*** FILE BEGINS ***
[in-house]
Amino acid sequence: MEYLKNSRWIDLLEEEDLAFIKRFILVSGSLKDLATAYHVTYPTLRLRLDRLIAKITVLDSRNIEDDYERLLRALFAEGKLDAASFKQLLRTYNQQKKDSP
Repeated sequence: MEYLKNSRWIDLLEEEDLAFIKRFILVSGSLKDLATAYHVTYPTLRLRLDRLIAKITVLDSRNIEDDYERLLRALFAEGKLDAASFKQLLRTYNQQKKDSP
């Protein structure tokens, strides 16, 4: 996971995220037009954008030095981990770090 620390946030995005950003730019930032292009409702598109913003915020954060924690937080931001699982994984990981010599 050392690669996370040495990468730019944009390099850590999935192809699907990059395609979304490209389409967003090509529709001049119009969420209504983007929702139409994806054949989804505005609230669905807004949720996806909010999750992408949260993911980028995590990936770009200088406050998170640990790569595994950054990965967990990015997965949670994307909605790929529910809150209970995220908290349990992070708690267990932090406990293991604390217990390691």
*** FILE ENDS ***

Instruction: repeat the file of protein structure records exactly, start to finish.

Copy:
[in-house]
Amino acid sequence: MEYLKNSRWIDLLEEEDLAFIKRFILVSGSLKDLATAYHVTYPTLRLRLDRLIAKITVLDSRNIEDDYERLLRALFAEGKLDAASFKQLLRTYNQQKKDSP
Repeated sequence: MEYLKNSRWIDLLEEEDLAFIKRFILVSGSLKDLATAYHVTYPTLRLRLDRLIAKITVLDSRNIEDDYERLLRALFAEGKLDAASFKQLLRTYNQQKKDSP
């Protein structure tokens, strides 16, 4: 996971995220037009954008030095981990770090 620390946030995005950003730019930032292009409702598109913003915020954060924690937080931001699982994984990981010599 050392690669996370040495990468730019944009390099850590999935192809699907990059395609979304490209389409967003090509529709001049119009969420209504983007929702139409994806054949989804505005609230669905807004949720996806909010999750992408949260993911980028995590990936770009200088406050998170640990790569595994950054990965967990990015997965949670994307909605790929529910809150209970995220908290349990992070708690267990932090406990293991604390217990390691």